Team of Governors Sign-on to Bryan’s Letter Asking Expediting Reopening of Cruise Ports

The cruise ship Viking Sea at the VIPA pier in Frederiksted in March 2018. (Bill Kossler photo)
The cruise ship Viking Sea at the VIPA pier in Frederiksted in March 2018. (Bill Kossler photo)

A bipartisan team of governors from five states and Puerto Rico has signed on to a letter that Governor Albert Bryan Jr. sent to Centers for Disease Control and Prevention Director Rochelle Walensky and Dr. Marcella Nunez-Smith, the chairwoman of President Biden’s COVID-19 Health Equity Task Force, asking the CDC to issue updated regulations to expedite the reopening of cruise ports in the United States.

The governors who co-signed Gov. Bryan’s letter are Gov. Pedro Pierluisi of Puerto Rico, Gov. Ralph Northam of Virginia, Gov. Larry Hogan of Maryland, Gov. John Bel Edwards of Louisiana, Gov. David Ige of Hawaii and Gov. Mike Dunleavy of Alaska.

Bryan’s letter asks Director Walensky to have the CDC issue updated guidance that will help cruise lines and ports fully resume operations and open up a dialogue about how the states, territories and the federal government can work collaboratively to make it possible for the cruise industry to generate tourism-related dollars in the affected jurisdictions.

“We know the cruise industry is poised to make a comeback. Given the central role of tourism to our local and regional economies, this would be a welcome development,” Bryan wrote. “This, of course, depends on when our ports and the cruise lines can and will be able to reopen and under what conditions.”

In his letter, Gov. Bryan cites the 2018 Economic Impact Analysis, which highlights the impact the cruise industry continues to have on the global economy.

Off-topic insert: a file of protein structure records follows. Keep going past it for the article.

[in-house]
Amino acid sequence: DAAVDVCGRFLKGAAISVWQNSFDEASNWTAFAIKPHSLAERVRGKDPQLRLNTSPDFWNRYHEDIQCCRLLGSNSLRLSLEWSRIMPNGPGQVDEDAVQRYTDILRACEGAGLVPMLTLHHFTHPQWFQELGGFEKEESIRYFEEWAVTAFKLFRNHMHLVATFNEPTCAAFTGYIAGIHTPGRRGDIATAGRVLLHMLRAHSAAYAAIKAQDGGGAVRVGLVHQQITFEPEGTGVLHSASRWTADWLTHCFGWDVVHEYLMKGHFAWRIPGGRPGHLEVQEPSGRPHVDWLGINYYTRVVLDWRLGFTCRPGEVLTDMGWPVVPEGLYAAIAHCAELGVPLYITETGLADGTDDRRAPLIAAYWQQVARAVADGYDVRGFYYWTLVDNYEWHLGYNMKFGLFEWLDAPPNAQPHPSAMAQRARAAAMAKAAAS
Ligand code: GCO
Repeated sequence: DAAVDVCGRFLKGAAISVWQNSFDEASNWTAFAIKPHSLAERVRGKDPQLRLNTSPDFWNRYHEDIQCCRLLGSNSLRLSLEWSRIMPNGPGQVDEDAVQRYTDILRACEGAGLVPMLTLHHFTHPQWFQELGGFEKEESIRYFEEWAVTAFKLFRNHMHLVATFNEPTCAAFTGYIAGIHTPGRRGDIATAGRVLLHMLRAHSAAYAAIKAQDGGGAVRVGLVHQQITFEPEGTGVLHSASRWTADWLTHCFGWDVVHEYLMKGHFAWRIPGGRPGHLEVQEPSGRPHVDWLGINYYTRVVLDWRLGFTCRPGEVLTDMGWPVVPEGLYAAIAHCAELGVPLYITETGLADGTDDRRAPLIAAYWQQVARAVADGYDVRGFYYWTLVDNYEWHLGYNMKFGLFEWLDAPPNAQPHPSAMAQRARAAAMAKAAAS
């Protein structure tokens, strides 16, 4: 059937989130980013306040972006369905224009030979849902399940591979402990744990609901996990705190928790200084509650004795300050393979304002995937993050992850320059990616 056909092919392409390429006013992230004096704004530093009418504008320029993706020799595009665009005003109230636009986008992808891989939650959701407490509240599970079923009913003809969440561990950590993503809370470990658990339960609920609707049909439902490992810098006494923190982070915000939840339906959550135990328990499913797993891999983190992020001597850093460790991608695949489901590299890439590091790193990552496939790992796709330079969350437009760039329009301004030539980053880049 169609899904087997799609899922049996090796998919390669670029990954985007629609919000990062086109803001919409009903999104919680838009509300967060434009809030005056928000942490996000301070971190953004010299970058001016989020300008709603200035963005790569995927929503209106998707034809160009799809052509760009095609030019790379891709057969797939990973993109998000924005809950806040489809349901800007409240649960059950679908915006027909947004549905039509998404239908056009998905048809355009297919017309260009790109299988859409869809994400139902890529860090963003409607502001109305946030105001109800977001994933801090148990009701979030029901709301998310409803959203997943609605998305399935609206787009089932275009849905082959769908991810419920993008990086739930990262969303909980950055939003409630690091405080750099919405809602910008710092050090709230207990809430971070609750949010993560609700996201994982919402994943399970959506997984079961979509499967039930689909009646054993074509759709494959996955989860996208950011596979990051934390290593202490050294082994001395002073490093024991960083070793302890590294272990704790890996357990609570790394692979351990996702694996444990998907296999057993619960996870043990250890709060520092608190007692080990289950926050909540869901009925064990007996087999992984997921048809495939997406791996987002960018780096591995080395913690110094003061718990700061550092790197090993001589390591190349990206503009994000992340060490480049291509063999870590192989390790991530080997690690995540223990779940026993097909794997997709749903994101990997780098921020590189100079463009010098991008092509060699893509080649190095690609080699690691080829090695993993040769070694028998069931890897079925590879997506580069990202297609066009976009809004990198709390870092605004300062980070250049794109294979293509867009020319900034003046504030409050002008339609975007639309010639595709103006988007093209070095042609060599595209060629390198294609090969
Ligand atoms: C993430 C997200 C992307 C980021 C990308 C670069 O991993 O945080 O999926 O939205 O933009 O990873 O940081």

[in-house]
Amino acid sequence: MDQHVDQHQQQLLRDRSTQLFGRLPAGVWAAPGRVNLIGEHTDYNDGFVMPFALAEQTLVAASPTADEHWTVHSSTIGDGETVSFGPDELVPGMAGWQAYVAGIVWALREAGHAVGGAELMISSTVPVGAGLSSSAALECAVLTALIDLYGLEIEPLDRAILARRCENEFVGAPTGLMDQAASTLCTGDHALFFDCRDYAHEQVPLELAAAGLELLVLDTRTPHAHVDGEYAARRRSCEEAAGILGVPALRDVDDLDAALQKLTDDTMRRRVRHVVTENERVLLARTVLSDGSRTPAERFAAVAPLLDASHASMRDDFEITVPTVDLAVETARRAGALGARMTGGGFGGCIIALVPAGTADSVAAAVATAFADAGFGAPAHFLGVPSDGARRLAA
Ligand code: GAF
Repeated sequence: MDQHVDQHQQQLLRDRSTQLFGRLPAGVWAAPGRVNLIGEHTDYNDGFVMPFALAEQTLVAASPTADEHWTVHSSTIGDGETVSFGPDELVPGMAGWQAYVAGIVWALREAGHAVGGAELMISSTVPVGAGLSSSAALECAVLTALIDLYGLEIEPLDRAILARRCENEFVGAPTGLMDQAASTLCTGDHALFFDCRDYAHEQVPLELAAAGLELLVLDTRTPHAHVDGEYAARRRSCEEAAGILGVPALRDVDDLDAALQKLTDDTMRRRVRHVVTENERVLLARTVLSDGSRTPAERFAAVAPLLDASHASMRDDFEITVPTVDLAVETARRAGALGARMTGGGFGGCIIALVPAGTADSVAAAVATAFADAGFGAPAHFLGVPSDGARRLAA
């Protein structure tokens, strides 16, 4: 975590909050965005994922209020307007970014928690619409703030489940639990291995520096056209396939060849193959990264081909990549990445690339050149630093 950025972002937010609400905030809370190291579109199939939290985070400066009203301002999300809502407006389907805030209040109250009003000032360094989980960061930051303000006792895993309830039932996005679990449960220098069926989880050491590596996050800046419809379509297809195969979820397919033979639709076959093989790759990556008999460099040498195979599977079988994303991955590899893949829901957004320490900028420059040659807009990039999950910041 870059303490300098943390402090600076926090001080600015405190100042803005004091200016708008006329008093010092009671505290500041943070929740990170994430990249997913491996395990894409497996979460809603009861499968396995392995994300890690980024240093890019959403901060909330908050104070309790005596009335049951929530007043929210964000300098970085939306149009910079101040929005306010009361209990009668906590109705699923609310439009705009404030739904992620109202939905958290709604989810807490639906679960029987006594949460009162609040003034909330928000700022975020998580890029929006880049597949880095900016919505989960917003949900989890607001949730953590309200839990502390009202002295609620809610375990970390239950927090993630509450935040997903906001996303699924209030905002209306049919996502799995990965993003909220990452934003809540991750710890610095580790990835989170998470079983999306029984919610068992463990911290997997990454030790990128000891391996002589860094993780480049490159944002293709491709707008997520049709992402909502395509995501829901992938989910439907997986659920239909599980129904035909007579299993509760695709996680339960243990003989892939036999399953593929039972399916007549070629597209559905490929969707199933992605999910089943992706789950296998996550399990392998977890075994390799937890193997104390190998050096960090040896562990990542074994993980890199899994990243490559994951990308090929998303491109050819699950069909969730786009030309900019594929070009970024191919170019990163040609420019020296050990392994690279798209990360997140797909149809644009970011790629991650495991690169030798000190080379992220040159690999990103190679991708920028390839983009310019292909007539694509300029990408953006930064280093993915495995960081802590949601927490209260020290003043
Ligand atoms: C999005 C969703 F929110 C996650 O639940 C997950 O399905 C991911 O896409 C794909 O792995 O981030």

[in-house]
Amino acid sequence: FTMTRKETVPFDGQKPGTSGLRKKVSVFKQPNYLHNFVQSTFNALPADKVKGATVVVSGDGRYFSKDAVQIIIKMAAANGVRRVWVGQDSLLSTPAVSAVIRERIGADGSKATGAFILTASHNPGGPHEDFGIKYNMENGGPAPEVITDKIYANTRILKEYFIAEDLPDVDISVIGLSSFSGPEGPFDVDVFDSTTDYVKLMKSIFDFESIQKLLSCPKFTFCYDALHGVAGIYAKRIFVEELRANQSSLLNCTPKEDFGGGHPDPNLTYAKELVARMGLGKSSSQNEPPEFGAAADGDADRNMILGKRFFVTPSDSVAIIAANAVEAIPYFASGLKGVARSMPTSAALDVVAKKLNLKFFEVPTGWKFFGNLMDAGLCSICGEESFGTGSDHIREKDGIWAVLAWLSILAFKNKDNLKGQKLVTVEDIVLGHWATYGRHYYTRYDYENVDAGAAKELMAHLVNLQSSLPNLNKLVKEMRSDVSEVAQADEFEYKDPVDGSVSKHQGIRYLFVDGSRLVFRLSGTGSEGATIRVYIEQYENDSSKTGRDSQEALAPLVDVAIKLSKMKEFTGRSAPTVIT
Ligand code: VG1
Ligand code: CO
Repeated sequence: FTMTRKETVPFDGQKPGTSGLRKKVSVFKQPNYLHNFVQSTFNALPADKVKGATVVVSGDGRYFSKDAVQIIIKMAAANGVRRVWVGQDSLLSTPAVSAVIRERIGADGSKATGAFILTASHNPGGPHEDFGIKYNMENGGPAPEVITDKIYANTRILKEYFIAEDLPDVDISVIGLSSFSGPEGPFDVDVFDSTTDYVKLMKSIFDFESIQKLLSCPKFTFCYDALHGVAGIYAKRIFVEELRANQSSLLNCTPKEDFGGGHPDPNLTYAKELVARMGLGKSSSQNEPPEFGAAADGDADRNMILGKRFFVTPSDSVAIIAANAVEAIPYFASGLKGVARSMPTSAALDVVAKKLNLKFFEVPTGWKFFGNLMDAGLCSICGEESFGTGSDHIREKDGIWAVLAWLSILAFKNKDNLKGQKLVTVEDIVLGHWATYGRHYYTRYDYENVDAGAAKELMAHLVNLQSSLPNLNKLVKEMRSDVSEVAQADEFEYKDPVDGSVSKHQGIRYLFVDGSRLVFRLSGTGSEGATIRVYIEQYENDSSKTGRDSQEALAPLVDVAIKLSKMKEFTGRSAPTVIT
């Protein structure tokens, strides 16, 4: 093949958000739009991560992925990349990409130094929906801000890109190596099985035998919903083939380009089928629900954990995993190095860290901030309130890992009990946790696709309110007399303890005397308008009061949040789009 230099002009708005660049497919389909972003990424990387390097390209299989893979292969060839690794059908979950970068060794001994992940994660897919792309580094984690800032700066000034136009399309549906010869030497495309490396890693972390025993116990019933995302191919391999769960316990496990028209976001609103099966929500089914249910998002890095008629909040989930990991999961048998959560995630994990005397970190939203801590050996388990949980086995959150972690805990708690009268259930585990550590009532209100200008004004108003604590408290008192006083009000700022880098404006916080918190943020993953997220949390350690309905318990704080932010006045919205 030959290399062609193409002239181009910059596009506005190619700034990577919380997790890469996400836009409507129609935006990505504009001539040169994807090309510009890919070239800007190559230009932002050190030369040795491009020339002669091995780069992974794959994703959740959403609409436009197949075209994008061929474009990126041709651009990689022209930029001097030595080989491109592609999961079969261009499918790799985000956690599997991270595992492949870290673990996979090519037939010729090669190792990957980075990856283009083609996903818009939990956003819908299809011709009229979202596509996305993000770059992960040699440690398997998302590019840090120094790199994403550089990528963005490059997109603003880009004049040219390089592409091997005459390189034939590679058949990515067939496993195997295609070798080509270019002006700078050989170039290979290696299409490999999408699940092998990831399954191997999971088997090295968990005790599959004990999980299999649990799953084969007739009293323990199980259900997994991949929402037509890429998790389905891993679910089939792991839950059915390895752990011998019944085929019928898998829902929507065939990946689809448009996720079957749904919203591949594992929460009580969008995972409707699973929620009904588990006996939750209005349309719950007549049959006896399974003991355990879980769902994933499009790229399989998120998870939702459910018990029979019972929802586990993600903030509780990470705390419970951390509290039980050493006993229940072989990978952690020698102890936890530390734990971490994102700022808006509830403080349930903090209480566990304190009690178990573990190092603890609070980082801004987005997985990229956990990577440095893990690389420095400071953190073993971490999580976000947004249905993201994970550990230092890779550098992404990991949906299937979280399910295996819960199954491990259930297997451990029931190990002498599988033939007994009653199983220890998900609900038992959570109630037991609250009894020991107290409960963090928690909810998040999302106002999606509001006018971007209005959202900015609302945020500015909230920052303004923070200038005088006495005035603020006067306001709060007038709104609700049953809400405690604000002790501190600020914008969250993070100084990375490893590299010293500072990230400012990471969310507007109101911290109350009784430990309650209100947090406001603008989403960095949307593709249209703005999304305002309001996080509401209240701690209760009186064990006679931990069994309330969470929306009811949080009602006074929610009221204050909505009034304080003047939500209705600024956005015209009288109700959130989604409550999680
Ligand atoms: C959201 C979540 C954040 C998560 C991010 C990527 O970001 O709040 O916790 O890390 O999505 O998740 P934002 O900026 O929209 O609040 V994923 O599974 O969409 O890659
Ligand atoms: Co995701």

In the United States, the cruise industry had an economic impact of over $52.7 billion in total contributions in 2018 and marked a notable increase of over 10 percent since 2016. Approximately 13 million cruise passengers worldwide embarked from ports in the United States in 2018, and they spent a record $23.96 billion in the United States, which marks a 33 percent increase since 2010. Additionally, 2018 saw a new peak in the cruise industry’s U.S. expenditures, generating 421,711 jobs across the United States and contributing more than $23.15 billion in wages and salaries, a nearly 13 percent increase since 2016, according to the Economic Impact Analysis.

In the letter, Bryan notes that by July the Virgin Islands expects to reach a level of vaccination that would allow for cruise ship passengers to safely visit and that the cruise industry can be expected to impose requirements for passengers with a view toward keeping them safe and protecting those with whom they may come into contact as they travel.

“An entire year has passed since a cruise ship entered any of our ports. However, to restart the cruise industry safely and confidently, we would all benefit from guidance from the Centers for Disease Control,” Bryan wrote in the letter. “We anticipate that the U.S. Department of Transportation and President Biden’s COVID-19 Task Force will have an interest in restarting a key mode of transportation on which our tourism industry depends.”

The Bryan-Roach administration is committed to transparency, stabilizing the economy, restoring trust in the government and ensuring the disaster recovery is completed as quickly as possible.